Burning fossil fuels kills more than 1 million people every year, study finds

Enlarge / Coal smoke and steam billow from the Bruce Mansfield Power Station in front of a largely abandoned children’s park on September 11, 2008, in Shippingport, Pa. After two huge releases of toxic coal soot in 2006 and 2007, the playpen was rarely used. The 2,460 MW coal-fired power plant was not fully decommissioned until November 2019.

Burning fossil fuels kills more than a million people every year, according to one new study who looked at the global health effects of fine particle pollution, also known as PM2.5.

Coal, which produces soot and particulate pollution, is responsible for half of these deaths, while natural gas and petroleum are responsible for the other half. About 80% of premature deaths from burning fossil fuels occur in South Asia or East Asia, according to the report.

“Our main goal was to identify the main sources of PM2.5 pollution and understand how these sources are changing around the world,” said Erin McDuffie, lead author of the study and research associate at the University of Washington. , in a press release. “In some countries, our results are among the first information they have on the main sources in their region. “

Because fine particle pollution can be so easily inhaled and swept into the bloodstream, it is responsible for a whole range of illnesses, including heart disease, diabetes, COPD, lung cancer, and stroke. . More recently, researchers have discovered links between PM2.5 and other less obvious diseases like kidney failure and Parkinson’s disease. People who have been exposed to PM2.5 for a long time are also at risk of greater risk of hospitalization if they get sick with COVID.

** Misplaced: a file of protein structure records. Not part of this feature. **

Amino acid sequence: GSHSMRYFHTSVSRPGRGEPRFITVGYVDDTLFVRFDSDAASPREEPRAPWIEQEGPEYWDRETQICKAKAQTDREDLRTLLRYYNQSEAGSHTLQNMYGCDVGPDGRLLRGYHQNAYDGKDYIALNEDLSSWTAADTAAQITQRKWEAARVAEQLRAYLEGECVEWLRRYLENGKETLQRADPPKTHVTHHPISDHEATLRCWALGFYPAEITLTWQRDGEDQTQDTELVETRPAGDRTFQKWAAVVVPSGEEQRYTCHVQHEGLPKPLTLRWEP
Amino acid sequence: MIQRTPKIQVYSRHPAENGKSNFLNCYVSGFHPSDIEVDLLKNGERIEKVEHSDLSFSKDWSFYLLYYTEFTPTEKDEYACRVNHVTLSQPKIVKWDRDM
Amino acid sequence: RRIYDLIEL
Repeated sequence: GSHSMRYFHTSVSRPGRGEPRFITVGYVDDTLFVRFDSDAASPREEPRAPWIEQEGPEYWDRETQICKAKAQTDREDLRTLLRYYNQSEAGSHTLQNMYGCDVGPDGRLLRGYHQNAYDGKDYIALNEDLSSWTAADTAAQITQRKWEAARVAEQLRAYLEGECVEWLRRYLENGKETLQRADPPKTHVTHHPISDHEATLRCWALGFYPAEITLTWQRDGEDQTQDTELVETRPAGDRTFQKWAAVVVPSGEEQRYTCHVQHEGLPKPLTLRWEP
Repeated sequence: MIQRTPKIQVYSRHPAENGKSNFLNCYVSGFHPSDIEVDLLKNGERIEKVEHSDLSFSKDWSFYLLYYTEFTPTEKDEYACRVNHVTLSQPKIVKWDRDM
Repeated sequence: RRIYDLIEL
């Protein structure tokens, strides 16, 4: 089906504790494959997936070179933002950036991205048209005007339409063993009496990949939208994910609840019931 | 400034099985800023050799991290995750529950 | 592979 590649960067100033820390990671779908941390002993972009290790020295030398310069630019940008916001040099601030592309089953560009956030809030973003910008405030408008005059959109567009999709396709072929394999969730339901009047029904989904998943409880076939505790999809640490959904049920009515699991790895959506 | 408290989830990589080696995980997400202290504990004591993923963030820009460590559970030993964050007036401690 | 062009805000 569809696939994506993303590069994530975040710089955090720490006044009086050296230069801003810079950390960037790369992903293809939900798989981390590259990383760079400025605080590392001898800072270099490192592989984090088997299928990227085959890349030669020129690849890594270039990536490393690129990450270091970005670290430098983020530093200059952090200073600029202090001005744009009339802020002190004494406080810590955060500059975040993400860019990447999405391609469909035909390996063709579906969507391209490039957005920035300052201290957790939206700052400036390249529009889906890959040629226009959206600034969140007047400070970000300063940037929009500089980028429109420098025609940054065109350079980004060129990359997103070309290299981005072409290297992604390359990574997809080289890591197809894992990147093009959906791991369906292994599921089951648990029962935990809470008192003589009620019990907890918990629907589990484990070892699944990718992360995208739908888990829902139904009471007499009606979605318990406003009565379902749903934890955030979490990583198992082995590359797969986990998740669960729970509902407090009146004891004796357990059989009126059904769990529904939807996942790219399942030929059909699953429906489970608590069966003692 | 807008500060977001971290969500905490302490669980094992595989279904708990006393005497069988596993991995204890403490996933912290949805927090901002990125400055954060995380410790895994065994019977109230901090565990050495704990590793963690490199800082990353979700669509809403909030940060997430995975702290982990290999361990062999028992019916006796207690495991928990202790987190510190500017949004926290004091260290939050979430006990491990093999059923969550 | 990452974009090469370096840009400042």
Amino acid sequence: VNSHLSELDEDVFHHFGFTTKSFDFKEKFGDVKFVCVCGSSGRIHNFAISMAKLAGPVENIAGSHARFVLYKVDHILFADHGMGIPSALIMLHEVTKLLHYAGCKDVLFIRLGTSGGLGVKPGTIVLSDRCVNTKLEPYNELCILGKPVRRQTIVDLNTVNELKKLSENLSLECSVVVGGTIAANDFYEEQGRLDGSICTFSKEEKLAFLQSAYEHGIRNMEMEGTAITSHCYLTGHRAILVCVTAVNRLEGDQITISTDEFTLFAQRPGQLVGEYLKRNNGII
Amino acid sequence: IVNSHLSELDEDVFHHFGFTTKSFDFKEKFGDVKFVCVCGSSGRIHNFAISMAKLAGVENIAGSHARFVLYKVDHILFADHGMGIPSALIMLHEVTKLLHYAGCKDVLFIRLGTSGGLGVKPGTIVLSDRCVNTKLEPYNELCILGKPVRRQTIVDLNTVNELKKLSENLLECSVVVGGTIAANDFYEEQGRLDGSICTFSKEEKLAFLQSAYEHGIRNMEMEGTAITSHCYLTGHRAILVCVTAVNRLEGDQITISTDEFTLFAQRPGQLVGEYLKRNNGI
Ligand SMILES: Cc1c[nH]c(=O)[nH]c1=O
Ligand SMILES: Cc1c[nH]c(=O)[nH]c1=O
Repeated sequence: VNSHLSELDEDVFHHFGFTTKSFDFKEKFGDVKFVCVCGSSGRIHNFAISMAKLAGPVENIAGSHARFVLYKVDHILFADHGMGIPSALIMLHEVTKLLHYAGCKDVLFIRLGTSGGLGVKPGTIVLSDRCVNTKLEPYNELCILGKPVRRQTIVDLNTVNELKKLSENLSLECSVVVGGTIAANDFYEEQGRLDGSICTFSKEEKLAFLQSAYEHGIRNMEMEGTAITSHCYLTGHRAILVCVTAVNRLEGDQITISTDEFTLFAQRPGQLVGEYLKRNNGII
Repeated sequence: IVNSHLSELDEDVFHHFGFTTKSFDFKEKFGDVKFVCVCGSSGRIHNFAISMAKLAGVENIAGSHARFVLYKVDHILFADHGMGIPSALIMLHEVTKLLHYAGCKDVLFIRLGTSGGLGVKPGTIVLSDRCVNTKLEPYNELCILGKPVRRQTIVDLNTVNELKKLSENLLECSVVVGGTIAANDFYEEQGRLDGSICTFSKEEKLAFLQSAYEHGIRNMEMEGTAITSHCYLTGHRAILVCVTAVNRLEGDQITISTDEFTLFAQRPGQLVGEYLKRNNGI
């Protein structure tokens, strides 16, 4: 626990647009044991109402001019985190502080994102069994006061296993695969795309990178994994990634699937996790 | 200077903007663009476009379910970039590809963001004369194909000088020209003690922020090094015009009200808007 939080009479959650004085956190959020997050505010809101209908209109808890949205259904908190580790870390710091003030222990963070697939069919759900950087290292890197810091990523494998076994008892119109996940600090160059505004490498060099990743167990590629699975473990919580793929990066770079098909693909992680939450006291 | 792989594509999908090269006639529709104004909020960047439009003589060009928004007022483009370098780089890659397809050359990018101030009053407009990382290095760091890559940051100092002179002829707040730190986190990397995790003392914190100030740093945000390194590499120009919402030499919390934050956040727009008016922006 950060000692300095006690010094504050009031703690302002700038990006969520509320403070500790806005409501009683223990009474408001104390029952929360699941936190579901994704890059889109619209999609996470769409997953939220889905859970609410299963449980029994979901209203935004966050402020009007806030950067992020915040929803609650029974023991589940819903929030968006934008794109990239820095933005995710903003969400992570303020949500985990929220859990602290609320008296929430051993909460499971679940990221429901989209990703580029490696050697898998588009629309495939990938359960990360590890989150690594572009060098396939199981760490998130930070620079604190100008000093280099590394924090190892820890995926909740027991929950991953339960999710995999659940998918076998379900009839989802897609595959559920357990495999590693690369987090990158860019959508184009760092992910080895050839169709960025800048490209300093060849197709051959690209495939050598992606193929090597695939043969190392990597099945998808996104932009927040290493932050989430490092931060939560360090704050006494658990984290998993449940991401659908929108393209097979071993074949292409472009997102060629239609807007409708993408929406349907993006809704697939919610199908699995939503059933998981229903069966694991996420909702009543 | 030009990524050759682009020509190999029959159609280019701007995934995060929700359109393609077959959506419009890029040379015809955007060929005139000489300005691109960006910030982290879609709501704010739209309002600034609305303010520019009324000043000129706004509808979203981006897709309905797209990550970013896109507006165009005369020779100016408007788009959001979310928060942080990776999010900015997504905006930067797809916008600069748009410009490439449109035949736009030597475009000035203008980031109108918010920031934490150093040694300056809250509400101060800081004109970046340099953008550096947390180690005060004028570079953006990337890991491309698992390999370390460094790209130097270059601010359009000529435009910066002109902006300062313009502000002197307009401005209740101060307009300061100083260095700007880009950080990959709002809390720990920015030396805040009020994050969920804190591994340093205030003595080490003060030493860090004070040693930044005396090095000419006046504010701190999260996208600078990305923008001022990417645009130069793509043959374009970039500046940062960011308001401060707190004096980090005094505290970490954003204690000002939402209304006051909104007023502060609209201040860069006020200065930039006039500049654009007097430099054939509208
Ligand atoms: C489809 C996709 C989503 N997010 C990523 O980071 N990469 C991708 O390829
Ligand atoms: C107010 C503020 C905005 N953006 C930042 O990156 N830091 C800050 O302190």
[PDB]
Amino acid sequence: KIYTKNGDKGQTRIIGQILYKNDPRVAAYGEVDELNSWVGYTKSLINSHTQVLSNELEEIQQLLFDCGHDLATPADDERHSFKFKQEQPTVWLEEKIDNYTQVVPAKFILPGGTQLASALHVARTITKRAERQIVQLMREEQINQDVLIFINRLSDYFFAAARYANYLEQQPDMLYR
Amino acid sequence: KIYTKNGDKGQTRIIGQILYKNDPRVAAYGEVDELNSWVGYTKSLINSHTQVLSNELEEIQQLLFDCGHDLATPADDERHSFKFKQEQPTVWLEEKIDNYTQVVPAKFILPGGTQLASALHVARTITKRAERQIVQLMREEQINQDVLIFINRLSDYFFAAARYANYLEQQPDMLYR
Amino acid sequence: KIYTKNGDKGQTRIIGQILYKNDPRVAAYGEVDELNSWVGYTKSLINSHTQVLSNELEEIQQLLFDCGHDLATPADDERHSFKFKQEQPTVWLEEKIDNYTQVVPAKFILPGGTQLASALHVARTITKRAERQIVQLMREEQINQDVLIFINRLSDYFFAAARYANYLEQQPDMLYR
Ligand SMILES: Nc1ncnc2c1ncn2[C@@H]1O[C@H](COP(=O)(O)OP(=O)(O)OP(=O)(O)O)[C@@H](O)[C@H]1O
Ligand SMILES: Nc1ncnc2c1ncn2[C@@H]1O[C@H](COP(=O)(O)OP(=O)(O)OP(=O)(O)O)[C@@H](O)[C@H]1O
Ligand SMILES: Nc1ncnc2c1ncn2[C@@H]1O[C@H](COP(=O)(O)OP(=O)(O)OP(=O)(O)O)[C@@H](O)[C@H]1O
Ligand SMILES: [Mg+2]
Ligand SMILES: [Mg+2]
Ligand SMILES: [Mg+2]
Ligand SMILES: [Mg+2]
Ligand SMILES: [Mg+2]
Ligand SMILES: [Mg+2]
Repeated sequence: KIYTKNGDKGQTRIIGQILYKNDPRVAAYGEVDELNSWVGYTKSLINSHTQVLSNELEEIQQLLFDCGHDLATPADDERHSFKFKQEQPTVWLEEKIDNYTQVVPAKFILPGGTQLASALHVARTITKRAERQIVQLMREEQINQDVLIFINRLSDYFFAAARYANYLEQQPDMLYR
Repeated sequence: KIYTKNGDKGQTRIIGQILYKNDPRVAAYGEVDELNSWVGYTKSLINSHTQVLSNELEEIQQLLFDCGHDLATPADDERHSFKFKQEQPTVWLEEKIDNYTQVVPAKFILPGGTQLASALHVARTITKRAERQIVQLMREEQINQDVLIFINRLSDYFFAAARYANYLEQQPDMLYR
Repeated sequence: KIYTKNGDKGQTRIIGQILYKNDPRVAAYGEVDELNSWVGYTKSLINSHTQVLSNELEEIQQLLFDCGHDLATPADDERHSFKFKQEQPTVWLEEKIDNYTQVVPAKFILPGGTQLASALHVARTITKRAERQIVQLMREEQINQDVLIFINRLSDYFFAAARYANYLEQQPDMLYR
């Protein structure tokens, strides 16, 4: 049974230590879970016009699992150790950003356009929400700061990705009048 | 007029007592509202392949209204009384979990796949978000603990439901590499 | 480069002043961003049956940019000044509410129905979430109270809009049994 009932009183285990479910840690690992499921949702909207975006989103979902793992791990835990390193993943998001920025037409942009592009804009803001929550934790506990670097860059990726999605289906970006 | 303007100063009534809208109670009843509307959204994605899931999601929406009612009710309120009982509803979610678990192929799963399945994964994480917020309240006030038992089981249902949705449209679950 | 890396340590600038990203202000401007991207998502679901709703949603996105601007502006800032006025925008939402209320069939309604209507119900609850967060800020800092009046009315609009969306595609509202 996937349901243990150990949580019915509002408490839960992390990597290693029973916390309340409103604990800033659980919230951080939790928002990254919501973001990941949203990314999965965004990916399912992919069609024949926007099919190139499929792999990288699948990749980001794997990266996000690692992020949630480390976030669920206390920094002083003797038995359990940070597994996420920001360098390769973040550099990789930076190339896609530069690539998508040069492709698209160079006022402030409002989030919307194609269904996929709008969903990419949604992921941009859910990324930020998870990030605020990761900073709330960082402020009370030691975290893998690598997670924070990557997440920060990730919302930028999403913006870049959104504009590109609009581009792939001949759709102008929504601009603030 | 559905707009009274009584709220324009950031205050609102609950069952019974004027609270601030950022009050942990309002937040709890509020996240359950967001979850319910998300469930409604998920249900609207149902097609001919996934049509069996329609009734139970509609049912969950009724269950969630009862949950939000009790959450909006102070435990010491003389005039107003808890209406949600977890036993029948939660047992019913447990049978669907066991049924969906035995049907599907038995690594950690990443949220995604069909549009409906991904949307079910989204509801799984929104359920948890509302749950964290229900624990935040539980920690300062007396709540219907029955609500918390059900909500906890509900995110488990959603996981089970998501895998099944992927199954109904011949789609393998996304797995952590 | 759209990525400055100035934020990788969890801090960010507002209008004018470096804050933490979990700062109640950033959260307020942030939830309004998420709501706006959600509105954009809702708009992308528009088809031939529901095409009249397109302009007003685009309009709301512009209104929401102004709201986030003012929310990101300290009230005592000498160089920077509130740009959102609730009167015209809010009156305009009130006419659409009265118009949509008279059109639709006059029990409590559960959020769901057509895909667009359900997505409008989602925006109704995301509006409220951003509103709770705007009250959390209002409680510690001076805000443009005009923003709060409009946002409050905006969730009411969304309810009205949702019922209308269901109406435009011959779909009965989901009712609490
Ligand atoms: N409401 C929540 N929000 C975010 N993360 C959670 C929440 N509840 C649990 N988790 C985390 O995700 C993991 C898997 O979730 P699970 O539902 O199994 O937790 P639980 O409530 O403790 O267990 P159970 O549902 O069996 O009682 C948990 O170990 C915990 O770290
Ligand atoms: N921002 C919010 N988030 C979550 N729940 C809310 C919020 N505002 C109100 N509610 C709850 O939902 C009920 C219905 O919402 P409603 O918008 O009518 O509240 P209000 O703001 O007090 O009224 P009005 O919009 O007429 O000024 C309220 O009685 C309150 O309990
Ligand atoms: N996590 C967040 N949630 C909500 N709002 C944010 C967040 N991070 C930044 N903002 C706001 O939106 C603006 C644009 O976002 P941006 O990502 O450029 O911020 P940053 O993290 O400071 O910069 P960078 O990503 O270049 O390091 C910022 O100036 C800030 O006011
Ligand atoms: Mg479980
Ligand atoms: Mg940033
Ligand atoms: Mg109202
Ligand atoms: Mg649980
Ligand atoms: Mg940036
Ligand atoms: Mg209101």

The researchers collected monthly data on pollution and sources from 1970 to 2017 and analyzed them in a global air quality model in conjunction with satellite data. The result was a global outdoor PM2.5 map with a resolution of around 1 km.2. From there, they estimated the average outdoor exposure for people living in various parts of the world. The study was coordinated by the nonprofit Health Effects Institute and its coauthors were Randall Martin, professor of energy, environmental and chemical engineering at the University of Washington, and Michael Brauer, professor of population and public health at the ‘University of British Columbia.

In regions such as South and East Asia and some countries in Eastern and Central Europe, coal is the cause of the majority of premature deaths resulting from the combustion of fossil fuels. This is in part due to the dependence of these regions on coal and the fact that their regulations are generally not as strict as elsewhere.

In regions such as North America and Western Europe, which rely less on coal, oil and natural gas account for the majority of deaths from particulate pollution from fossil fuels. Even in the United States, a country with relatively strict air quality laws, fine particle pollution from fossil fuels is responsible for around 20,000 deaths per year, according to the study.

The organization, based in the District of Columbia, says it “generally receives balanced funding from the United States Environmental Protection Agency and the global auto industry.” This particular study, he said, was funded by Bloomberg Philanthropies. Although it has not been published in a scientific journal, it has been reviewed by experts who are not involved in the institute’s studies.

Because the study attempted to estimate the global effects of particle pollution from fossil fuels, its findings are likely not as precise as those that might focus on a single region or country. The certainty of the results also depended on the quality of the underlying data: some countries collect better quality air pollution data than others.

This isn’t the first study to link exposure to PM2.5 to premature death, but it’s one of the most extensive reports geographically, putting some of the global fuel load in context. fossils.

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